An AR app in iOS for recognizing face

I would like to introduce making a second AR app in iOS for people who already know ‘UIKit’. The tech used in this app is to recognize face. In this app, there are no additional media resources for preparing the environment of AR.

The behavior of this app is below. Whenever this app recognizes face, the app analyses expression of face and shows the result message which is one of 5 messages following:

  • ‘Waiting’
  • ‘You are smiling’
  • ‘Your cheeks are puffed’
  • ‘Don't stick your tongue out!’
  • ‘Your mouth is weird!, Are you flirting?’

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Let’s start it.

The work-through can be categorized into 3 steps below.

  • Step1: To create a new project with the Augmented Reality App template.
  • Step2: To add a label in the storyboard and add an outlet variable of the label to ‘ViewController.swift’.
  • Step3: To implement codes to recognize face, analyze its expression, and show the result.

[Step1: To create a new project with the Augmented Reality App template]

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[Step2: To add a label in the storyboard and add an outlet variable of the label to ‘ViewController.swift’]

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[Step3: To implement codes to recognize face, analyze its expression, and show the result]

Below is the flow of code

(1) In the ‘viewWillAppear’ method, ‘ARFaceTrackingConfiguration’ is instantiated, and ‘sceneView’ is activated with the instance of ‘ARFaceTrackingConfiguration’.

    override func viewWillAppear(_ animated: Bool) {
        super.viewWillAppear(animated)

        // Create a session configuration
        let configuration = ARFaceTrackingConfiguration()

        // Run the view's session
        sceneView.session.run(configuration)
    }

(2) In the ’renderer(_:nodeFor)’ method, ‘faceMesh’ is initialized.

    func renderer(_ renderer: SCNSceneRenderer, nodeFor anchor: ARAnchor) -> SCNNode? {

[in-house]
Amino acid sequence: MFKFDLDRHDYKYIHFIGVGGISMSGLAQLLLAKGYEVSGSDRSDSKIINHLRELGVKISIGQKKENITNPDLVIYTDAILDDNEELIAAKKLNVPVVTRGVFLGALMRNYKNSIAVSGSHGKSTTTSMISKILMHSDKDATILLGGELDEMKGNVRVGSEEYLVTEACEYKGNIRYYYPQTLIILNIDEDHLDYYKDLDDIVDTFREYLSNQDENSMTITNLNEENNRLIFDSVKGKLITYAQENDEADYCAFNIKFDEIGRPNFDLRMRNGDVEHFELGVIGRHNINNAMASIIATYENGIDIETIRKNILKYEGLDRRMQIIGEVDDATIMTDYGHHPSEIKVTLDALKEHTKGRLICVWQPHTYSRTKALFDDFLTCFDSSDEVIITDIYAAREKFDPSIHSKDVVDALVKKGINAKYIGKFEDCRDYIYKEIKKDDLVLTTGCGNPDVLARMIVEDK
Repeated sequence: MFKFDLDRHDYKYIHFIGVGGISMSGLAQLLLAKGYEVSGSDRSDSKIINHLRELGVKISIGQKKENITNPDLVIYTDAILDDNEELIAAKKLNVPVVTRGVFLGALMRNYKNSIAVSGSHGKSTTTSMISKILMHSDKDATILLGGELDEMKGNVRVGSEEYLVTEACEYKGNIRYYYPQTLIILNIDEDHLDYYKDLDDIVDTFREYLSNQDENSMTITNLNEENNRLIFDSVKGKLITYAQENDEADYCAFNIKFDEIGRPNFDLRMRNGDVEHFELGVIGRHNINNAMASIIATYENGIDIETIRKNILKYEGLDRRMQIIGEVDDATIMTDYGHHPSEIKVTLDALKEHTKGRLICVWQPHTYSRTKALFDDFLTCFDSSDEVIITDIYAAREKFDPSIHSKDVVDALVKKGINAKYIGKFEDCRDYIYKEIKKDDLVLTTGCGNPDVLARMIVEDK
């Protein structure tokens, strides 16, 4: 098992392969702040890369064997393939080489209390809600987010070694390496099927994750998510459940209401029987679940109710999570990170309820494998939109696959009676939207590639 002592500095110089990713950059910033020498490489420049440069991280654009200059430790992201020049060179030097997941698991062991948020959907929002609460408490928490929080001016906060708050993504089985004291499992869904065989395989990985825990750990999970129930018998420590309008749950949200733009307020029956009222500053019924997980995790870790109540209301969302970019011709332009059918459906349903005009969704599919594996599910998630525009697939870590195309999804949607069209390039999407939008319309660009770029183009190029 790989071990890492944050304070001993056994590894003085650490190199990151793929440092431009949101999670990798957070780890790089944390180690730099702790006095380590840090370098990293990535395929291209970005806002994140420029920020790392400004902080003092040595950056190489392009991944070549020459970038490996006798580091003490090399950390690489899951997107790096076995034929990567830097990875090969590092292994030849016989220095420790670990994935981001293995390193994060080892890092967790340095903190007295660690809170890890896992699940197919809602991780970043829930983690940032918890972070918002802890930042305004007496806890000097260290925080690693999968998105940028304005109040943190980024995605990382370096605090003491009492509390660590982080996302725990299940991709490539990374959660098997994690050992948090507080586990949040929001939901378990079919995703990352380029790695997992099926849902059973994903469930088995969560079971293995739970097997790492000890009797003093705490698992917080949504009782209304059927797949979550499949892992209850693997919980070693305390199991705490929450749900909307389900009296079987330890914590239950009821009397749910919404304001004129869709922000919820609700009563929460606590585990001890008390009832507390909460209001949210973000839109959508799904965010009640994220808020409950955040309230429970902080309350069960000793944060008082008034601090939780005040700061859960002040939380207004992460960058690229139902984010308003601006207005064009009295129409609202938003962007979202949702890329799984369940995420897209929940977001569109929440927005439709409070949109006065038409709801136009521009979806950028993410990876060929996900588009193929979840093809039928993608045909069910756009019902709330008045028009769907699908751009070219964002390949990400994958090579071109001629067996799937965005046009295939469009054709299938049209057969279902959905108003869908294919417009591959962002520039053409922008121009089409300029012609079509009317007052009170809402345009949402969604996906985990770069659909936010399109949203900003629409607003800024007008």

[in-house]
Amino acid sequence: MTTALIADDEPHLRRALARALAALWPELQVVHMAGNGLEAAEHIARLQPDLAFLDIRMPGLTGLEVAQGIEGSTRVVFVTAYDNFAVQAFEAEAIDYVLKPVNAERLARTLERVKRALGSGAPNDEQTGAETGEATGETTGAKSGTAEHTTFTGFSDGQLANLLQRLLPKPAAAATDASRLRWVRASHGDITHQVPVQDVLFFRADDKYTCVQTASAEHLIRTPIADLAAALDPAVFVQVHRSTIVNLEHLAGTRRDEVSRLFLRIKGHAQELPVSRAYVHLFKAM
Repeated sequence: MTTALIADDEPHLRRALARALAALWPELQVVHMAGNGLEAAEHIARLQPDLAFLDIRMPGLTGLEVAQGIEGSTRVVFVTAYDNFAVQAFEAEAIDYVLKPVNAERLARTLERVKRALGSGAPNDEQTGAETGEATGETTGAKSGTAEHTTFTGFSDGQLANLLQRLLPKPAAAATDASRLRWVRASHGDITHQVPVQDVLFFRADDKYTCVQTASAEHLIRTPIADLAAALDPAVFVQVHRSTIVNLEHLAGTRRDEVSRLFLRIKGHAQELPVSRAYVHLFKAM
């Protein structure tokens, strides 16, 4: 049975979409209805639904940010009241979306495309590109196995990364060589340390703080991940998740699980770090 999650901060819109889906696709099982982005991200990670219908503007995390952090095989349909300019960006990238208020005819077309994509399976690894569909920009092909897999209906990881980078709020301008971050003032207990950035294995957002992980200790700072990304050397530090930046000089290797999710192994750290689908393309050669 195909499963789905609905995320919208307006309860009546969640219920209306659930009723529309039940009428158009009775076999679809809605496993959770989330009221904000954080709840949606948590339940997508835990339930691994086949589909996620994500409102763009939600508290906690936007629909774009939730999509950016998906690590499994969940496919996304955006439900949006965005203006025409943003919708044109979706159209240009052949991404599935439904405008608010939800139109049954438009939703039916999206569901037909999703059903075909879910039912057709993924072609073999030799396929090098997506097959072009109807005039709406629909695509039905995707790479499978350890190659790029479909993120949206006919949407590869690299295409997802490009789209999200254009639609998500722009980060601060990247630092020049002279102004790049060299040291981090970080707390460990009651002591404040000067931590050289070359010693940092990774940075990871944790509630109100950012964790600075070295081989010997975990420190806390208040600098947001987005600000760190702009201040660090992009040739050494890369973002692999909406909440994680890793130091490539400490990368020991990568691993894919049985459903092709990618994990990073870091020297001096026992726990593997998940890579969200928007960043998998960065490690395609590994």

let faceMesh = ARSCNFaceGeometry(device: sceneView.device!)
        let node = SCNNode(geometry: faceMesh)
        node.geometry?.firstMaterial?.fillMode = .lines
        return node
    }

(3) In the ’renderer(:didUpadate:for)’ method, updating ‘faceMesh’ caused by the change of user's face is detected. this method asks the ‘expression(anchor)’ method what expression is. And then the ’renderer(:didUpadate:for)’ method shows the expression by using the label of the storyboard.

    func renderer(_ renderer: SCNSceneRenderer, didUpdate node: SCNNode, for anchor: ARAnchor) {
        if let faceAnchor = anchor as? ARFaceAnchor, let faceGeometry = node.geometry as? ARSCNFaceGeometry {
                faceGeometry.update(from: faceAnchor.geometry)
                expression(anchor: faceAnchor)

                DispatchQueue.main.async {
                    self.label.text = self.action
                }

            }
    }

(4) In the ‘expression(anchor)’ method, ‘faceMesh’ updated is analyzed, and one message describing face’s expression is chosen. And then, the ‘expression(anchor)’ method sets the global variable as the message chosen.

    func expression(anchor: ARFaceAnchor) {
        let mouthSmileLeft = anchor.blendShapes[.mouthSmileLeft]
        let mouthSmileRight = anchor.blendShapes[.mouthSmileRight]
        let cheekPuff = anchor.blendShapes[.cheekPuff]
        let tongueOut = anchor.blendShapes[.tongueOut]
        let jawLeft = anchor.blendShapes[.jawLeft]
        let eyeSquintLeft = anchor.blendShapes[.eyeSquintLeft]


        self.action = "Waiting..."

        if ((mouthSmileLeft?.decimalValue ?? 0.0) + (mouthSmileRight?.decimalValue ?? 0.0)) > 0.9 {
            self.action = "You are smiling. "
        }

        if cheekPuff?.decimalValue ?? 0.0 > 0.05 {
            self.action = "Your cheeks are puffed. "
        }

        if tongueOut?.decimalValue ?? 0.0 > 0.05 {
            self.action = "Don't stick your tongue out! "
        }

        if jawLeft?.decimalValue ?? 0.0 > 0.05 {
            self.action = "You mouth is weird!"
        }

        if eyeSquintLeft?.decimalValue ?? 0.0 > 0.05 {
            self.action = "Are you flirting?"
        }
    }

The whole sources can be found below. Thanks Professor Vladimir for sharing the sources. I hope it will help us enjoy AR programming in iOS.